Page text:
One of the jurors in the controversial Michael Dunn trial explains why they couldn’t agree on the murder charge:
This juror says she believed Dunn was guilty of murder, and most of her fellow panelists believed a conviction for murder or manslaughter was justified. But ultimately, three jurors bought the self-defence claim:
Juror #4 – who asked to be identified simply as “Valerie” – said two and then three jurors ultimately believed Michael Dunn was justified in the 2012 shooting death of Jordan Davis. Valerie, who wanted a conviction, says the group knew within the first hour that they would be unable to reach a unanimous decision.
The first thing jurors did when handed the case was turn to page 25 in the jury instructions, she said. The question: do you believe that Michael Dunn was justified or unjustified in the murder of Jordan Davis?”
“It said if he believed that he had an eminent [sic] threat to himself or his fiancee, so that was a thing that those two folks believed – he was frightened and there was no other option for him in regards to Mr. Davis,” Valerie said. “The rest of us were 100 percent sure, you didn’t have to react [with gunfire], you could have had another option.
“We looked at a lot of evidence – and myself, it was where the gunshots were, the timing. Could he have had other options? To me, [the shooting] was unnecessary.”
Dunn, 47, never denied that he shot and killed 17-year-old Davis in a gas station parking lot after they got into an argument over loud music. But he pleaded self-defense from the witness stand. Jurors found the middle-aged software developer guilty on four of five charges for shooting at Davis’ friends, who were also in the car, as well as firing a gun into a car in the 2012 incident. But the mistrial on the first-degree murder charge for shooting Davis has sparked outrage.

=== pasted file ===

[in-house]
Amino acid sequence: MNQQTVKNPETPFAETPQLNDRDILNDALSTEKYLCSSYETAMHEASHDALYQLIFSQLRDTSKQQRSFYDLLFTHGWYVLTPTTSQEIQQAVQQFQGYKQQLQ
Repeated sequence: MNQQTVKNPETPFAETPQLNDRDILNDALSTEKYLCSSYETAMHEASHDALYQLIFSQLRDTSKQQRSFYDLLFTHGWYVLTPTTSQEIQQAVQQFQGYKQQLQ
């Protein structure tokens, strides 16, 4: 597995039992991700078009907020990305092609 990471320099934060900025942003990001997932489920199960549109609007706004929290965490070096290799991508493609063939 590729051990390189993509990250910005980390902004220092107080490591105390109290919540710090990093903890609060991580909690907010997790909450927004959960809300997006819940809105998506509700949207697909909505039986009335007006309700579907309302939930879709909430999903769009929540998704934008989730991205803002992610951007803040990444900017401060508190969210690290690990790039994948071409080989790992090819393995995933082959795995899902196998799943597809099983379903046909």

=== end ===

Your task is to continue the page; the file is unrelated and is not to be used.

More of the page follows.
According to Valerie, the jurors who believed Dunn was guilty were split between first-degree, second-degree and manslaughter – but because they were unable to unanimously overcome the issue of self-defense, the jury was deadlocked. The jurors yelled and screamed at each other at one point, but all were respectful of each other’s position.
Much of the heated commentary about this case appears to presume Dunn was acquitted on the murder charge, for which he will be re-tried. I will concede, however, that considering the holes in his defence (largely exposed by his own girlfriend) it’s disturbing to find out that three jurors bought it.
As for the question of why Dunn was convicted of attempted murder, “Valerie” – as expected – confirms that the jurors unanimously drew a distinction between the first set of shots fired, and those he fired as the vehicle carrying Davis pulled away. When the other parties were leaving, there was no longer any plausible argument for self-defence.